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How do tax brackets work? What is taxable income?

Tax brackets can be confusing, but they play a crucial role in determining how much income tax Americans pay each year. With tax season in full swing, it’s important to understand how tax brackets work and how they affect your tax bill.

Put simply, tax brackets are a way of dividing taxable income into different segments, with each segment taxed at a different rate. The more income you make, the higher your tax bracket and the higher the percentage of your income that gets taxed.

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For example, if you make $100,000 in taxable income, you fall into the 24% tax bracket. However, not all of your $100,000 is taxed at 24%. Instead, only the portion of your income that falls into each tax bracket is taxed at that rate. So, for a $100,000 taxable income, the first $10,275 is taxed at 10%, the amount from $10,276 to $41,775 is taxed at 12%, the amount from $41,776 to $89,075 is taxed at 22%, and the amount from $89,076 to $100,000 is taxed at 24%.

The tax rate you pay is unique to your taxable income and depends on the combination of tax brackets that apply to your income level. To calculate your “effective tax rate,” which is the percentage of your income that you’re paying in taxes, you can divide your total tax bill by your total taxable income.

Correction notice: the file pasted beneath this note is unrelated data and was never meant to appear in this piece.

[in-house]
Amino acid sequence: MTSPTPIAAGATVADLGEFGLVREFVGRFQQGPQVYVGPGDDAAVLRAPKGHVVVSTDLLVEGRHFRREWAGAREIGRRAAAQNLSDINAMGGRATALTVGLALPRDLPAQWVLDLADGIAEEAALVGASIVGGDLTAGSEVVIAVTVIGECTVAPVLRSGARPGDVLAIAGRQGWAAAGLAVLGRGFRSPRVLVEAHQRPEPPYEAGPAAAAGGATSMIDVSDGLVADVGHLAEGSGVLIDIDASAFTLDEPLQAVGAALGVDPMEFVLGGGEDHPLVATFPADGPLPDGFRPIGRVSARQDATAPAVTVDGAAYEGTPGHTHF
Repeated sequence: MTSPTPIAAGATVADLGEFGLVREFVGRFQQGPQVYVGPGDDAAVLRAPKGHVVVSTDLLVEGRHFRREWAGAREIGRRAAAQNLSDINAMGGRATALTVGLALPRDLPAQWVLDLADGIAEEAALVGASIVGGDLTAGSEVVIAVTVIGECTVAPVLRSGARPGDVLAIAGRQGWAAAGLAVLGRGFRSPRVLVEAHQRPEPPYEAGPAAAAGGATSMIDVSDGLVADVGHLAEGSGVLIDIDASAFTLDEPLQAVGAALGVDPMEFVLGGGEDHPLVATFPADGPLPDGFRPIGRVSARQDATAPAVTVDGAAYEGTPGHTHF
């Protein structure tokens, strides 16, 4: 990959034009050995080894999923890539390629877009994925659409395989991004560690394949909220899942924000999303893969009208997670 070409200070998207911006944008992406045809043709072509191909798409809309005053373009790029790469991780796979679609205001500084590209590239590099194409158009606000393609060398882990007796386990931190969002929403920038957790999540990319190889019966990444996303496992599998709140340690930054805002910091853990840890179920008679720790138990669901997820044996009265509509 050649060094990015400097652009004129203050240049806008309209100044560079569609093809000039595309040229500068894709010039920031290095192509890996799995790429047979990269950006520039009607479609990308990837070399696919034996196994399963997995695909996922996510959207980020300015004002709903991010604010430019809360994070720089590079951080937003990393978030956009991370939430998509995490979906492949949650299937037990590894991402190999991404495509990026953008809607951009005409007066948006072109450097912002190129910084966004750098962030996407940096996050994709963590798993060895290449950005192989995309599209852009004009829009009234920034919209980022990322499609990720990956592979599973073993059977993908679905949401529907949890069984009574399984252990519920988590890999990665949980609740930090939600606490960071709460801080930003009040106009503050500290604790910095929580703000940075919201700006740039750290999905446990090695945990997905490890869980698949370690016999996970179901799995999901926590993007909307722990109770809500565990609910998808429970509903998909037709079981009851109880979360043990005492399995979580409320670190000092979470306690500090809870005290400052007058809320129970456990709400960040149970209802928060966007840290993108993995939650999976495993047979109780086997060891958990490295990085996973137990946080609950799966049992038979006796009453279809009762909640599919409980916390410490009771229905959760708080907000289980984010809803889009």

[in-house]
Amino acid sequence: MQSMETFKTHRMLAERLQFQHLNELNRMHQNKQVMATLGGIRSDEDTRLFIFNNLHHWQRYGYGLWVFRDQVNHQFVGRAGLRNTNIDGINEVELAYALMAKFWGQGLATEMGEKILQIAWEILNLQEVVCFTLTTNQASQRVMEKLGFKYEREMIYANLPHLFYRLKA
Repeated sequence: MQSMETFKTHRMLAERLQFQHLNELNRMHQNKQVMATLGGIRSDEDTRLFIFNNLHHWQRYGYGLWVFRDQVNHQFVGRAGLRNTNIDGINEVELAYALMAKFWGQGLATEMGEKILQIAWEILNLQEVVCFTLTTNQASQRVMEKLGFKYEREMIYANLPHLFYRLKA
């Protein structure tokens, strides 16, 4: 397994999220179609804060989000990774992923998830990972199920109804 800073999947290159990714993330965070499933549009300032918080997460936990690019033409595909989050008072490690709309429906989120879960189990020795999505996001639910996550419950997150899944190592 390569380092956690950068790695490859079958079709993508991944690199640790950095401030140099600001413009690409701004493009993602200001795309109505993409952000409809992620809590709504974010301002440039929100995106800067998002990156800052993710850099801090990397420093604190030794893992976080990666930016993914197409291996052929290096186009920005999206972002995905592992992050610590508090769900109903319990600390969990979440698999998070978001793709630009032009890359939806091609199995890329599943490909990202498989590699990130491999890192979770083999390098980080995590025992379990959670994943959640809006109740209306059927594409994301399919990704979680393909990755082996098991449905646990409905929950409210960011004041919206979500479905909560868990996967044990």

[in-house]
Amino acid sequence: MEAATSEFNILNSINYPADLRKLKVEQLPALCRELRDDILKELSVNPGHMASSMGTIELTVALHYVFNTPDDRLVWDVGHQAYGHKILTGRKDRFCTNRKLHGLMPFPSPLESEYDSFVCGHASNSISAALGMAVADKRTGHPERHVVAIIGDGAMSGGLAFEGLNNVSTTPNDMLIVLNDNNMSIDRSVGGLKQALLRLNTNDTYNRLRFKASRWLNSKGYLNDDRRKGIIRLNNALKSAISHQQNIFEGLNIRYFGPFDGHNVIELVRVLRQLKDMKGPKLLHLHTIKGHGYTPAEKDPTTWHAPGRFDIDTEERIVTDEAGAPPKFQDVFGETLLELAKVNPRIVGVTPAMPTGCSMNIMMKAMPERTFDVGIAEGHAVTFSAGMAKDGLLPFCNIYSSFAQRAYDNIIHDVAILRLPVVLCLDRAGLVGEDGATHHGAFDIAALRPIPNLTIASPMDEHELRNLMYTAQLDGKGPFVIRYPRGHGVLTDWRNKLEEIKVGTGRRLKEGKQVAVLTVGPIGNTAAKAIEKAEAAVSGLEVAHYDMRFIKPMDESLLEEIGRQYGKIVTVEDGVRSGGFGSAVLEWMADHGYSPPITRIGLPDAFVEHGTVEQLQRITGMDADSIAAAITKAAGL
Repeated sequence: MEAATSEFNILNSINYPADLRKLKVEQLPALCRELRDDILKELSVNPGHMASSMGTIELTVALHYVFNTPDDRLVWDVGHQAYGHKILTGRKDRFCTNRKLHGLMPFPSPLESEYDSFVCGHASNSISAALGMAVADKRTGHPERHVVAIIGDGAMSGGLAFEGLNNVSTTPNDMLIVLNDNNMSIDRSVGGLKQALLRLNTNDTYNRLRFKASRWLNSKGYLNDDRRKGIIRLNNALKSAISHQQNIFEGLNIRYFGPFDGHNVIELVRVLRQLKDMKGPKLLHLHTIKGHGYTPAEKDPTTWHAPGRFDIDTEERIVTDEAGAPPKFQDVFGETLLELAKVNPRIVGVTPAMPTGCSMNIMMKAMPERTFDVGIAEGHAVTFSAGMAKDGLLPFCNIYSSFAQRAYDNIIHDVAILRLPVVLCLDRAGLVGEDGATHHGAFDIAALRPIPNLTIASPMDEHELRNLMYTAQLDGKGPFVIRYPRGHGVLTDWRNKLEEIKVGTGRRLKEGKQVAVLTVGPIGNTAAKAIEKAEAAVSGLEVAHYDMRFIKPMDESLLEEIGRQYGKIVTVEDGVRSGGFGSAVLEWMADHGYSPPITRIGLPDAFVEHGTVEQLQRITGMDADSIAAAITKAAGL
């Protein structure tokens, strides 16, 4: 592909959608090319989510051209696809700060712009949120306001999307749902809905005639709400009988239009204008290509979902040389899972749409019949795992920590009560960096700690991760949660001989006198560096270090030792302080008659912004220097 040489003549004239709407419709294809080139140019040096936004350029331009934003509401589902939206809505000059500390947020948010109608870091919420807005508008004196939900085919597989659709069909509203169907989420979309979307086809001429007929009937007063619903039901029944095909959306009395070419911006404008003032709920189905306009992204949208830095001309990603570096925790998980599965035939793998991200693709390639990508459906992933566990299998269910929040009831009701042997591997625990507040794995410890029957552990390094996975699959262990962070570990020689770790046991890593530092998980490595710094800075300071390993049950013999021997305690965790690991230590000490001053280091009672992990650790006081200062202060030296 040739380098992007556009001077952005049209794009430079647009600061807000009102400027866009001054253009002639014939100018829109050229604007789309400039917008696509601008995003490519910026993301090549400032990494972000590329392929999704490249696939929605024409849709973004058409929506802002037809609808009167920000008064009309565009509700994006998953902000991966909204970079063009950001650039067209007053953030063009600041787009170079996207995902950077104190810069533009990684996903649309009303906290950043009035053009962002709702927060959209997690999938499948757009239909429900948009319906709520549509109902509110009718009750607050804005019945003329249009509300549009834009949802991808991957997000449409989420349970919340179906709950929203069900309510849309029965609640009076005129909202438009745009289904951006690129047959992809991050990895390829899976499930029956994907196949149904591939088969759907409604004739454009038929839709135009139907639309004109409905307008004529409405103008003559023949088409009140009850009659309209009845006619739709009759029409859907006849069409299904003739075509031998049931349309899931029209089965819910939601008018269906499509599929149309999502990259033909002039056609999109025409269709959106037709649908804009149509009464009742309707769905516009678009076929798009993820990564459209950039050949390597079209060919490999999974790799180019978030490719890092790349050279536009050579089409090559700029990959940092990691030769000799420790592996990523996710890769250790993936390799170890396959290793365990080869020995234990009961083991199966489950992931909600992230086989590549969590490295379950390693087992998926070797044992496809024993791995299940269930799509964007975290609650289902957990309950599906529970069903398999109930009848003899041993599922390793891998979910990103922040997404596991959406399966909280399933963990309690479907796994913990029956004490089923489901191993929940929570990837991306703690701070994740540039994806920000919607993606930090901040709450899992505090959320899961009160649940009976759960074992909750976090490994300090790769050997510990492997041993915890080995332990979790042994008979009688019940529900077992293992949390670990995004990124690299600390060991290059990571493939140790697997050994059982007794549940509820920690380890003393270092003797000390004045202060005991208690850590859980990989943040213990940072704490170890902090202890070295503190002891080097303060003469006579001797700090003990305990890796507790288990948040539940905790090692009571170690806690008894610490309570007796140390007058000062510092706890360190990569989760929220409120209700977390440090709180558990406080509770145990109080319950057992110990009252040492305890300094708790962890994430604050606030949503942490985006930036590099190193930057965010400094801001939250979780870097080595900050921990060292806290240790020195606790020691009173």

However, it’s important to keep in mind that tax brackets are just one part of the complex US tax system. There are many other factors that can impact your tax bill, including deductions, credits, and your filing status.

For example, if you’re married, filing jointly, your tax brackets will be different than if you’re single. Additionally, deductions and credits can help reduce your taxable income and lower your overall tax bill. So while understanding tax brackets is important, it’s only one piece of the puzzle when it comes to navigating the US tax system.

As tax season continues, it’s important to make sure you have all the necessary documents and information to accurately calculate your tax bill. While tax brackets can be confusing, taking the time to understand how they work can help you make informed decisions and minimize your tax liability.

Categories: New York StateNews